approval. The bill, which Mr. Tauzin recently steered through
his committee, is expected to pass in the full House but
faces a tougher road in the Senate.
"Friendships do mean something," says Mr. White, who has
worked for BellSouth since 1995 and earlier was an aide to
former Senate Majority Leader Robert Dole. And tramping
through the marshes of Maryland's Eastern Shore in pursuit of
mallards is well worth the time and wet boots. "If
[lawmakers] know who you are," Mr. White says, "they're
going to give you a fair hearing."
Friendships work in both directions. Mr. Tauzin's son was
hired, at his urging, as a lobbyist in Louisiana for BellSouth.
During last year's fight over the Commerce Committee's
leadership and jurisdiction, Mr. Tauzin also managed to hold
onto oversight of online-trading systems, even though most
other brokerage-related issues ended up in the Financial
Services Committee. As it happens, while that jurisdictional
spat was going on, another of Mr. Tauzin's Cajun colleagues
and former employees, Mimi Simoneaux, was representing an
online-trading affiliate of Datek Online Holdings Corp., while
working as a lobbyist at the Washington firm Clark &
In January, Ms. Simoneaux signed on as chief of staff of Mr.
Tauzin's personal office. She had earlier worked for him from
1991 to 1998, when she left to try her hand at lobbying.
A central player in the network of Louisiana friends and
lobbyists who surround Mr. Tauzin is Mr. Henderson. They
first met in the 1970s, during Mr. Tauzin's turn through the
state legislature in Baton Rouge. When Mr. Tauzin was
elected to Congress in 1980, Mr. Henderson followed him to
Washington as a staff member and has done two other stints
as an aide to the congressman since. During spells as a
lobbyist and political consultant, Mr. Henderson has
represented telecommunications interests and the state of
Louisiana, among others.
'Like an Older Brother'
"Billy has been like an older brother to me," Mr. Henderson
With his thick white hair and beard, Mr. Henderson, 56, bears
a passing resemblance to Kenny Rogers, the country singer.
At the private 116 Club on Capitol Hill, a plate of pork chops
and sauerkraut grows cold before him as he is repeatedly
interrupted by fellow lobbyists offering greetings.
His last stint as a Tauzin aide ended 20 months ago, when
he went back to lobbying, based largely on his access to Mr.
Tauzin and his experience drafting legislation. Initially
working on his own, Mr. Henderson quickly picked up two
communications clients with interests before the Commerce
Committee: the Cellular Telecommunications and Internet
Association, which represents wireless phone companies, and
the U.S. Telecom Association, a trade group representing
local Bell companies. A few months later, Mr. Henderson
joined Public Strategies Inc., an Austin, Texas-based
lobbying firm, bringing along his old clients and adding two
others that reflected the value of his Tauzin connections:
Fantasma Networks, a Palo Alto, Calif., telecommunications
company, and Itron Inc., a Spokane, Wash., manufacturer of
remote utility meter-reading devices.
With Mr. Henderson's help, Fantasma executives secured a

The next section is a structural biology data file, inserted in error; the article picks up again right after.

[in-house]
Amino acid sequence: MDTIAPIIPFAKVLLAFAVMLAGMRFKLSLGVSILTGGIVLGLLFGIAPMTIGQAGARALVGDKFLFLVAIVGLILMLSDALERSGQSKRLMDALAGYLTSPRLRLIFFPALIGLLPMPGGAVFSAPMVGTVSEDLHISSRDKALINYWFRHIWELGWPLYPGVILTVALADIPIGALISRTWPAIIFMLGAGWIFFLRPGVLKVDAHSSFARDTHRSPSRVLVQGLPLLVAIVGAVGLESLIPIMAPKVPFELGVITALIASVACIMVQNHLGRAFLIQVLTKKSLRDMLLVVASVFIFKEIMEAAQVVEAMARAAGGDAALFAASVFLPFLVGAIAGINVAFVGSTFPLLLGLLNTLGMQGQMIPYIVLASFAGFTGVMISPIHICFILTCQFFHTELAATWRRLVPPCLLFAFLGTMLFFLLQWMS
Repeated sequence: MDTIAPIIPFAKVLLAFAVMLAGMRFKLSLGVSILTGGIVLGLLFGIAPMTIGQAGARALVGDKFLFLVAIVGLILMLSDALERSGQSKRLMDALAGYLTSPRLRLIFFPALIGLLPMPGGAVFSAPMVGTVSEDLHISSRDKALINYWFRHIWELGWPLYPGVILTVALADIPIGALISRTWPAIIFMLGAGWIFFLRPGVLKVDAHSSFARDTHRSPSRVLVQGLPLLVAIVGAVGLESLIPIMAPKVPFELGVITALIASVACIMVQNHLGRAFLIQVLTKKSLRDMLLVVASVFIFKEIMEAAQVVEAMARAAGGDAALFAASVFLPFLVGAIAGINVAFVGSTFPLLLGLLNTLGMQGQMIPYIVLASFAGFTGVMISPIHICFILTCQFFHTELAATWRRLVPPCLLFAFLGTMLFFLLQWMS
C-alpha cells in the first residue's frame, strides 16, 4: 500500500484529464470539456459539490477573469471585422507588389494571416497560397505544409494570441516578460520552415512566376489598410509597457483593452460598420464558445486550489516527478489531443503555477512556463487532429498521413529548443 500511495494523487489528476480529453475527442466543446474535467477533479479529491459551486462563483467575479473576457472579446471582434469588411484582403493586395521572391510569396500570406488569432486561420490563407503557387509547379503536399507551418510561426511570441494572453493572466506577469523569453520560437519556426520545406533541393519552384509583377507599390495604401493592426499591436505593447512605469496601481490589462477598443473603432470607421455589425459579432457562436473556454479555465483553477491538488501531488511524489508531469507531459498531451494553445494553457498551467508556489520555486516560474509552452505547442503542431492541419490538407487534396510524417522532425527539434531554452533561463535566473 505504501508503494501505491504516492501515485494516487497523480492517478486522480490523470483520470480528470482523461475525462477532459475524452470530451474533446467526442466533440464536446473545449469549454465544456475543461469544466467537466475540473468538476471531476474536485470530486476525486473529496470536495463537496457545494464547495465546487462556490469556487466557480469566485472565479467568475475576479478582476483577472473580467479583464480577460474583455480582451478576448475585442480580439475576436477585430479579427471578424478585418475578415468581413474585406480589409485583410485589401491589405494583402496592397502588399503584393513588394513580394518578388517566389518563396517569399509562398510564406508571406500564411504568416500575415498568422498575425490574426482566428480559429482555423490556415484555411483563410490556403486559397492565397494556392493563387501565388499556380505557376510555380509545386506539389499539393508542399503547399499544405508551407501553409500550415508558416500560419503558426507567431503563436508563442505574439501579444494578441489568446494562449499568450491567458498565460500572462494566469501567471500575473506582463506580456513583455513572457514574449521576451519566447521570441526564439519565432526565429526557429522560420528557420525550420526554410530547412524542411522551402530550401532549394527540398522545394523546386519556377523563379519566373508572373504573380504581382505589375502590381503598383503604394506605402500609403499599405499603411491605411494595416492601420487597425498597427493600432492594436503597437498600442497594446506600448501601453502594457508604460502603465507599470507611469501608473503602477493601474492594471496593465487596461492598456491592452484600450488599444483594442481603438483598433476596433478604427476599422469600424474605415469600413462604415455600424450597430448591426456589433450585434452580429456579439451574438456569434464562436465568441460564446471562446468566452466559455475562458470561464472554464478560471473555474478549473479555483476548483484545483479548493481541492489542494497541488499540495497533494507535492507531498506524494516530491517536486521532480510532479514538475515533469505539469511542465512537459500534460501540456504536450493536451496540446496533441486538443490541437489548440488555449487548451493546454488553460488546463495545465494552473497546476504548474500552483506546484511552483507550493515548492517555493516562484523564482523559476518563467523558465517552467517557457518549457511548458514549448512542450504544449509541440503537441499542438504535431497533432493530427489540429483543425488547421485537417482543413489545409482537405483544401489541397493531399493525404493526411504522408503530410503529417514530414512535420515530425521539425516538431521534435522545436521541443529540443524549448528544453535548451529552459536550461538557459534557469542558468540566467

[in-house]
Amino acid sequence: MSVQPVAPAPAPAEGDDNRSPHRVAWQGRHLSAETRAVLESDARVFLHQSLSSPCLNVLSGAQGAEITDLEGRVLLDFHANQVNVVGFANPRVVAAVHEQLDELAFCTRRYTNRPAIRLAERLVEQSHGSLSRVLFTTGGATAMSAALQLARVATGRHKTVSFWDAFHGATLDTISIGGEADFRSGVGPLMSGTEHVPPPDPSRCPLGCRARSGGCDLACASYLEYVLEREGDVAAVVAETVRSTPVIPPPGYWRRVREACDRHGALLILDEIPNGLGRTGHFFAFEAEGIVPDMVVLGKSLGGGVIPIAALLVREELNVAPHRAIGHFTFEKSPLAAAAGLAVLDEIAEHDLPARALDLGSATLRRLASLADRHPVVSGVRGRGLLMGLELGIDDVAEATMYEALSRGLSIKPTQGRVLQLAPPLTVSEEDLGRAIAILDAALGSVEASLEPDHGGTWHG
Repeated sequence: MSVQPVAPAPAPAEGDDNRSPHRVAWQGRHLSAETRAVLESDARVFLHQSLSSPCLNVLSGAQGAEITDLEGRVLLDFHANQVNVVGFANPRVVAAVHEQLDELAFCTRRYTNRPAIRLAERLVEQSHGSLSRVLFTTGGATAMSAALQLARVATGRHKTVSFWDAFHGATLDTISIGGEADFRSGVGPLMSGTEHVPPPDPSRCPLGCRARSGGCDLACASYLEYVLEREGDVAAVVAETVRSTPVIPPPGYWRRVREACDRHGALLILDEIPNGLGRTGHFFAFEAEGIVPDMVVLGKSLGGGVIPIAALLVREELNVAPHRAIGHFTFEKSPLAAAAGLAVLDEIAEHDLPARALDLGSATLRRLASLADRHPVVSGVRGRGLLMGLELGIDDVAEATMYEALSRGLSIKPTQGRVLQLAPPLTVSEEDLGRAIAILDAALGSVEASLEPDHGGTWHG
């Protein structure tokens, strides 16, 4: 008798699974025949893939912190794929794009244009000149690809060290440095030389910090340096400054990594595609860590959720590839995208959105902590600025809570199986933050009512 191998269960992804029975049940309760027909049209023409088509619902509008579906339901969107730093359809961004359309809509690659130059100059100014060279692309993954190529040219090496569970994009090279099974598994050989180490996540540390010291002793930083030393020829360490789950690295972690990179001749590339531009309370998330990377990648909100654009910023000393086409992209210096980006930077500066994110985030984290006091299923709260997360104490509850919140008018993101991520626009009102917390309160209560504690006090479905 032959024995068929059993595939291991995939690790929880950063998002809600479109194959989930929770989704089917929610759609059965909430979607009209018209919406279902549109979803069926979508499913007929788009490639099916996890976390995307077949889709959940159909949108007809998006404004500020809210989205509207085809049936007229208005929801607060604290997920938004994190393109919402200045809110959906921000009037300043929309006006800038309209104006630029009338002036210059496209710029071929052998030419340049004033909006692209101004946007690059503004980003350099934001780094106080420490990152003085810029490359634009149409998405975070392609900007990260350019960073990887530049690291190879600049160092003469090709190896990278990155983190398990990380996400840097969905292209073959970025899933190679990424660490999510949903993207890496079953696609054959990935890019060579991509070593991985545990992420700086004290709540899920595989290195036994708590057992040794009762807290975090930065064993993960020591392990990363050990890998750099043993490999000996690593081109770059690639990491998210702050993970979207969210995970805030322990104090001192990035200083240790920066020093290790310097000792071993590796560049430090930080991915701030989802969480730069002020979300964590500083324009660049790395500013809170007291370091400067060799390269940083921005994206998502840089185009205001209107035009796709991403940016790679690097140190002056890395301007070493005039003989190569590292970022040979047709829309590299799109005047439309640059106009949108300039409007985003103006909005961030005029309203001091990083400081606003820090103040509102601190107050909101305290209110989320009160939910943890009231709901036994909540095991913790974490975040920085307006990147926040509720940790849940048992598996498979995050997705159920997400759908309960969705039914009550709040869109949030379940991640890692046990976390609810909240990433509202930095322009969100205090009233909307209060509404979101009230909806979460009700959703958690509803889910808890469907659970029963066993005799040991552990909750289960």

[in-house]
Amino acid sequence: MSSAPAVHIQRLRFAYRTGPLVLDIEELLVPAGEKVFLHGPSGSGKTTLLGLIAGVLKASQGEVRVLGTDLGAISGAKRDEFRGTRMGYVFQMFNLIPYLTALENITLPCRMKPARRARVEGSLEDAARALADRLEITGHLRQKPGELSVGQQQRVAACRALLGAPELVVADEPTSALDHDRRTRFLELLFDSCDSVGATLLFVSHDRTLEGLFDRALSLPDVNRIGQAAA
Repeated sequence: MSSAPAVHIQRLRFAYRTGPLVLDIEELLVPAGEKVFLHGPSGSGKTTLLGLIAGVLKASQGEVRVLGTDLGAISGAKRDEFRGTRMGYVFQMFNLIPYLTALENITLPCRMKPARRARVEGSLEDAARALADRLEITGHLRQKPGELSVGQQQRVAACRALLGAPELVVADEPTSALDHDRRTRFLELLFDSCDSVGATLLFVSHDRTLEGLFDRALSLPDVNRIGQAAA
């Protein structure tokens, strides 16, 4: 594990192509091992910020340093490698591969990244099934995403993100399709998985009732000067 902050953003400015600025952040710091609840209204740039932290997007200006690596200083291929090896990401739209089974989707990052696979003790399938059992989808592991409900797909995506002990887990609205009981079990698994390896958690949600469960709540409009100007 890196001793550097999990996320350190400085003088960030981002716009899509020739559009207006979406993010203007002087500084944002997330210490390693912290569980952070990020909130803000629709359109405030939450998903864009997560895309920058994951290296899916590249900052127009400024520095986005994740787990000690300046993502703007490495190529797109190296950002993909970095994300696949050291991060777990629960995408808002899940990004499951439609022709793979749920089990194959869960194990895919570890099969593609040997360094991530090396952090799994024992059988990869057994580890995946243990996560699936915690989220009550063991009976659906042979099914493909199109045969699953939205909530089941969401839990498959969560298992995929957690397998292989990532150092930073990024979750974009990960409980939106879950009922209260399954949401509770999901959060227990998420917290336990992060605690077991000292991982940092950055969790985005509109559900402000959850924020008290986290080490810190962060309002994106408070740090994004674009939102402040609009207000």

meeting with Mr. Tauzin last fall, seeking support for the
firm's application before the Federal Communications
Commission to create a new wireless network.
Mr. Tauzin didn't immediately respond to Fantasma's plea,
and now it's too late. The company shut down this year
because of a lack of financing. But founder Robert Aiello says
he was grateful for Mr. Henderson's providing an "opportunity
to educate the chairman."
That's precisely what Bridgestone/Firestone hoped for, as
well, when its officials met last September with colleagues of
Mr. Henderson's at Public Strategies to discuss obtaining his
services. It turned out that at the very same time,
representatives of Ford were meeting with Mr. Henderson
himself to see if he was available.
Most of the fatal accidents leading to the Firestone recall
involved Ford Explorer SUVs. Public Strategies turned down
the car company because Ford and Bridgestone/Firestone
were already blaming each other for problems with Firestone
Firestone spokespeople decline to say why the company hired
Mr. Henderson's firm. A Ford official declines to comment on
the company's dealings with Public Strategies.
Mr. Tauzin's panel is asking all tiremakers and manufacturers
of light trucks, sport-utility vehicles and minivans for data
that would indicate whether the Firestone recall was an
isolated event or reflects a broader safety problem involving
tires and certain kinds of vehicles. Since January, the
committee has asked companies to submit warranty data for
their products, as well as recommended tire-inflation levels.
Mr. Johnson, the Tauzin aide, says the committee is still
gathering the data.
Still on the 'Radar Screen'
"We're not done with the tire companies yet," Mr. Johnson
says. In addition to the Commerce Committee review, the
congressman is awaiting the results of the National Highway
Traffic Safety Administration's investigation of Firestone's
recall of 6.5 million tires linked to 174 traffic deaths. That
report could lead to another round of hearings. "When our bill
was passed last fall, a lot of people thought that that was
the end of the story," Mr. Johnson says. But "the issue
continues to be on our radar screen."
Since the beginning of the year, Bridgestone/Firestone's
chairman, Mr. Lampe, has made at least three pilgrimages to
Capitol Hill. He has talked with lawmakers from North
Carolina and Tennessee -- home to many company
employees -- and met most recently, in March, with Mr.
Tauzin. Mr. Henderson was on hand to make introductions,
and the charm campaign appears to have built some
Mr. Tauzin was impressed with the sincerity of Mr. Lampe's
promise that the company will do whatever it takes "to
prevent this from happening again," says Mr. Johnson, the
"The next time there's a fire," Mr. Henderson says, echoing
the pitch he has been making for his embattled client, "you
want to be there before the barn is burning down."
Write to Greg Hitt at email@example.com and Stephen Power